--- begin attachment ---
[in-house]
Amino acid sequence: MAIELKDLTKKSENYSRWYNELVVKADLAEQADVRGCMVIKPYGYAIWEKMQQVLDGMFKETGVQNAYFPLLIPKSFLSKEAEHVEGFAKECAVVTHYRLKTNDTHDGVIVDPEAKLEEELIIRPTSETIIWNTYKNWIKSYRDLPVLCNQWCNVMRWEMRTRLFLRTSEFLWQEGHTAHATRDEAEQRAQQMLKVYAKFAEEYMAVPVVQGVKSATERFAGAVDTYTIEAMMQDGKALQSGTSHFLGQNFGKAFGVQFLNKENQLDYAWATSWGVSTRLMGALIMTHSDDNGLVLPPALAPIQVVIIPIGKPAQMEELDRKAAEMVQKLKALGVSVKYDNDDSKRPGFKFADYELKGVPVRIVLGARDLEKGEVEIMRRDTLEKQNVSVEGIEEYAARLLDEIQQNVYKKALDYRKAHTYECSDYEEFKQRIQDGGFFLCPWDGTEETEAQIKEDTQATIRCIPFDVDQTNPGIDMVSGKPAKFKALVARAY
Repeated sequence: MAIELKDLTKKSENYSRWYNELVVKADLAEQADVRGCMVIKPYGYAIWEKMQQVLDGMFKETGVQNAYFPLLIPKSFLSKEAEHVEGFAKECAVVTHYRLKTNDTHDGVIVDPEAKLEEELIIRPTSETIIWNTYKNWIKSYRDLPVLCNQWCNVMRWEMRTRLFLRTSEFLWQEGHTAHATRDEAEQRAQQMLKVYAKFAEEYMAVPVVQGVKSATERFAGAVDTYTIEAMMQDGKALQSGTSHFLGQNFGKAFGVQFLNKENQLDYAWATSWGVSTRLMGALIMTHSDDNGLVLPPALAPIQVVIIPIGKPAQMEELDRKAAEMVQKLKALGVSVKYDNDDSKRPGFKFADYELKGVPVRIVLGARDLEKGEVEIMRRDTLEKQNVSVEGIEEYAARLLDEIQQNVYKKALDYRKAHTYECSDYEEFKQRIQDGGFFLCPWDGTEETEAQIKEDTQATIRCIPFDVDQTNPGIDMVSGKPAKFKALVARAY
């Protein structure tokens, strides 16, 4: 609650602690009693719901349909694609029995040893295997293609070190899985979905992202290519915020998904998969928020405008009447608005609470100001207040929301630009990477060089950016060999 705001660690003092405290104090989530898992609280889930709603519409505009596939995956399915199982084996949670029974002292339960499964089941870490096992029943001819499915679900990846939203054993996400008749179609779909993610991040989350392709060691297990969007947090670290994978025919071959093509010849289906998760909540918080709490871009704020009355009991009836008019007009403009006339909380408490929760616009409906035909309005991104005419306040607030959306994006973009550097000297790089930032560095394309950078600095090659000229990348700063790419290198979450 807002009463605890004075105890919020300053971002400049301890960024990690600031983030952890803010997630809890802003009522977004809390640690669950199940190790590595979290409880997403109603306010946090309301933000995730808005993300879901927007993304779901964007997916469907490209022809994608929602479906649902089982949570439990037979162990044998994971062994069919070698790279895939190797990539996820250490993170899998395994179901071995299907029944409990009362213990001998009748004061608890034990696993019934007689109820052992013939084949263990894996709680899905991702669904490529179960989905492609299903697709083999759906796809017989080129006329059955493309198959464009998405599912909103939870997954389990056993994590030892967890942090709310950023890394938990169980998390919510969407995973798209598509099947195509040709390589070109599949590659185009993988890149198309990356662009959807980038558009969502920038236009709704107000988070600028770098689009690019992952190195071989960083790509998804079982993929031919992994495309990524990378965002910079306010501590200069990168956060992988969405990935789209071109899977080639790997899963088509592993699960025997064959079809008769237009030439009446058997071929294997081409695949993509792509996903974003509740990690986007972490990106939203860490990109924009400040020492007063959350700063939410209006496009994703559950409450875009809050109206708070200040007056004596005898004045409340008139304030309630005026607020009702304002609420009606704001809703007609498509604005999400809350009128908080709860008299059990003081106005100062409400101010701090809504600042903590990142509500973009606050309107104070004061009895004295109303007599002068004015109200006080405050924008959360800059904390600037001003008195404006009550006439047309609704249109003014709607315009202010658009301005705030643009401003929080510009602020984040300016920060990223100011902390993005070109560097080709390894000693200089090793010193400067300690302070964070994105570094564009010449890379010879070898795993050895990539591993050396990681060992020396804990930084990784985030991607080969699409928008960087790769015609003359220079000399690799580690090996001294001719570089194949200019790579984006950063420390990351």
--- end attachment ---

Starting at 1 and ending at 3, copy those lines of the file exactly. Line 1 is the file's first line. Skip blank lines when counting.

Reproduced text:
[in-house]
Amino acid sequence: MAIELKDLTKKSENYSRWYNELVVKADLAEQADVRGCMVIKPYGYAIWEKMQQVLDGMFKETGVQNAYFPLLIPKSFLSKEAEHVEGFAKECAVVTHYRLKTNDTHDGVIVDPEAKLEEELIIRPTSETIIWNTYKNWIKSYRDLPVLCNQWCNVMRWEMRTRLFLRTSEFLWQEGHTAHATRDEAEQRAQQMLKVYAKFAEEYMAVPVVQGVKSATERFAGAVDTYTIEAMMQDGKALQSGTSHFLGQNFGKAFGVQFLNKENQLDYAWATSWGVSTRLMGALIMTHSDDNGLVLPPALAPIQVVIIPIGKPAQMEELDRKAAEMVQKLKALGVSVKYDNDDSKRPGFKFADYELKGVPVRIVLGARDLEKGEVEIMRRDTLEKQNVSVEGIEEYAARLLDEIQQNVYKKALDYRKAHTYECSDYEEFKQRIQDGGFFLCPWDGTEETEAQIKEDTQATIRCIPFDVDQTNPGIDMVSGKPAKFKALVARAY
Repeated sequence: MAIELKDLTKKSENYSRWYNELVVKADLAEQADVRGCMVIKPYGYAIWEKMQQVLDGMFKETGVQNAYFPLLIPKSFLSKEAEHVEGFAKECAVVTHYRLKTNDTHDGVIVDPEAKLEEELIIRPTSETIIWNTYKNWIKSYRDLPVLCNQWCNVMRWEMRTRLFLRTSEFLWQEGHTAHATRDEAEQRAQQMLKVYAKFAEEYMAVPVVQGVKSATERFAGAVDTYTIEAMMQDGKALQSGTSHFLGQNFGKAFGVQFLNKENQLDYAWATSWGVSTRLMGALIMTHSDDNGLVLPPALAPIQVVIIPIGKPAQMEELDRKAAEMVQKLKALGVSVKYDNDDSKRPGFKFADYELKGVPVRIVLGARDLEKGEVEIMRRDTLEKQNVSVEGIEEYAARLLDEIQQNVYKKALDYRKAHTYECSDYEEFKQRIQDGGFFLCPWDGTEETEAQIKEDTQATIRCIPFDVDQTNPGIDMVSGKPAKFKALVARAY